This post focus on the narrative the “Ælfwine story” which is a later construction developed from the “Eriol story” presented in the previous post. I will present the narrative and how the story attempts to merge history and mythology. The summary presented below is based on the section “Ælfwine of England”. At the end I will have some final comments regarding the End of the Tales and the overall reading experience of The Book of Lost Tales. This narrative is likely to have been the beginning of a complete rewriting of Lost Tales!
Off the westcoast of the Great Lands lies England, called Lúthien by the elves. There still dwelt some Fading Companies, or the Holy Fairies, who had not yet sailed away to the Lonely Island or the Hill of Tûn. In the town Kortirion or Mindon Gwar lies a book called Lost Tales of the Elfinesse. On this island dwells a man called Déor, who is a wanderer and singer. Together with his wife, he went to sing for the Prince of Gwar. While there the town gets attacked by the Forodwaith, Men of the North, and both die. Their son, Ælfwine, survives and is taken to be a thrall.
Ælfwine grows out of childhood and longs for the sea. He manages to escape and travels west. He get to the coast and wants to leave with the elves. The magic of England is growing lesser since the elves are leaving. However, Ælfwine is not allowed to leave with them since he is a man. He lives with fishermen on the coast and learns of crafts of ship and sea. He journeys further than anyone there. Ælfheah joins him on all his ventures.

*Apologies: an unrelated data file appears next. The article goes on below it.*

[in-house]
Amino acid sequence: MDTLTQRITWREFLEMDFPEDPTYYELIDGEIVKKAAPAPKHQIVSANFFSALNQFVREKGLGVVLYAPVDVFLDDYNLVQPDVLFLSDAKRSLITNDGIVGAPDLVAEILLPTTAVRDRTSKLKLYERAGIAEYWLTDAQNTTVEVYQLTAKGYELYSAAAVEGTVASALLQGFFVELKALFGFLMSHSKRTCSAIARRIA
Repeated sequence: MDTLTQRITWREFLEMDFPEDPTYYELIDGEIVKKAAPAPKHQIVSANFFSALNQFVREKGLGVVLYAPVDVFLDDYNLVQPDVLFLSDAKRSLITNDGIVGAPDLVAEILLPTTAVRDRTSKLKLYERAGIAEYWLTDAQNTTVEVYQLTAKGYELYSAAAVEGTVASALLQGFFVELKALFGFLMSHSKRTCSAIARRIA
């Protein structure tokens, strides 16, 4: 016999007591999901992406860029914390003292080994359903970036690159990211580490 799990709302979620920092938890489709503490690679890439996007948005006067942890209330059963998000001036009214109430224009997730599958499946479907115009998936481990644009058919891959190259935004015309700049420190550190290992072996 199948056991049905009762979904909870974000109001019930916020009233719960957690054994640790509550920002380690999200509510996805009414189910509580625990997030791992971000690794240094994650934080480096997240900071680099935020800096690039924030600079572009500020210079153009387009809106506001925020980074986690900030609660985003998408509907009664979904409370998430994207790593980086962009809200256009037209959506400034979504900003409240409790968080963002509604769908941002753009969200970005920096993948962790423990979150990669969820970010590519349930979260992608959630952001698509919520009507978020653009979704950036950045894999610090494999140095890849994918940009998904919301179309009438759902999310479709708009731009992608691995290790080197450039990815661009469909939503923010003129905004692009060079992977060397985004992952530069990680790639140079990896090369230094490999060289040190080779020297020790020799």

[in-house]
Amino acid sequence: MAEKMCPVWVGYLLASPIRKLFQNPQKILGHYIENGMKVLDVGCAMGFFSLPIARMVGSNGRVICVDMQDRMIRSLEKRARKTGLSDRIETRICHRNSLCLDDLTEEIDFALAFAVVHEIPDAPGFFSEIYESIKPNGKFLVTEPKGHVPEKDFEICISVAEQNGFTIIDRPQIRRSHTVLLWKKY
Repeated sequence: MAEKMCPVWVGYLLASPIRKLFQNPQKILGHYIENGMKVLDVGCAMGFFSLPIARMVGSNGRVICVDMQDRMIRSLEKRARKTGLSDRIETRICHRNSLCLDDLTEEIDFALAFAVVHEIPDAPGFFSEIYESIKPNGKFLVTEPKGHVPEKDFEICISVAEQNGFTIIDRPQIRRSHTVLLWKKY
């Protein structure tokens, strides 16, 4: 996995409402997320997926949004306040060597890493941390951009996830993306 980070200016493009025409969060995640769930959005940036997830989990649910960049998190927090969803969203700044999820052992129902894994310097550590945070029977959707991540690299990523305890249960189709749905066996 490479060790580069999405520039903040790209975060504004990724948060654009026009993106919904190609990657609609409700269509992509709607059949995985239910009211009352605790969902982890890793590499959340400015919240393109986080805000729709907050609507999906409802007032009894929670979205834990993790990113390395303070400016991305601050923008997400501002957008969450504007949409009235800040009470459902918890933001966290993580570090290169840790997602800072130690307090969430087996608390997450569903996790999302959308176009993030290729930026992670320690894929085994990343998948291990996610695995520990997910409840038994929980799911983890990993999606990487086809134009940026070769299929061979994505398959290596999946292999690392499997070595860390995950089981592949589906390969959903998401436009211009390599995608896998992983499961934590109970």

When he decides to go on a trip as far to the west possible, seven of the greatest mariners of England joins him. On their journey Ælfwine is swept overboard by a wave and he finds himself on an island. There he finds a cabin and an ancient man. He abides there for a while and the man treats him kindly and tells him what lies further west. The ancient man, calls himself “Man of the Sea”. He helps by retrieving a ship that passes the island. The crew is all dead. Ælfwine recognizes on of the men as Orm, a leader of the Forodwaith, who had him enthralled.
Both Ælfwine and the Man of the Sea leave in the ship and they journey west and meet a boatbuilding folk called the Ythlings (not elves or men), children of the waves. At their isle they meet two of the crew that traveled with Ælfwine and learn that they have all survived. The Ythlings build them a new ship and when they continue the journey west Bior joins them. The Ancient man leaves and plunges himself into the sea.
The crew voyaged the archipelagos of the west for many years and got through the magic isles. As they were giving up the hope to find the lands of the elves and thinks to return home, they see lights in the distance and hear elfin music. It comes from the Lonely Island. Ælfwine jumps into the sea as a wind start and caught the ship, drawing it back to the east. The others got back to Belerion from there they first started their long voyage. Upon return they had become aged men.
Characters to note:
- Ælfwine the mariner – Variant of the character of Eriol. Englishman. Son of Déor and Eadgifu.
- Déor the minstrel – Father of Ælfwine. Englishman. Wedded to Eadgifu.
- Eadgifu – Wedded to Déor. Mother of Ælfwine.
- Prince of Gwar – Englishman and friend of elves. Lived in Kortririon.
- Ælfheah – Companion of Ælfwine on his journeys.
- Orm – A leader of the Forodwaith who killed Déor and enthralled Ælfwine.
- The Man of the Sea – This might possibly Ulmo or a vassal of Ulmo’s. He is revered by the Ythlings and can control aspects of the sea. Befriends Ælfwine.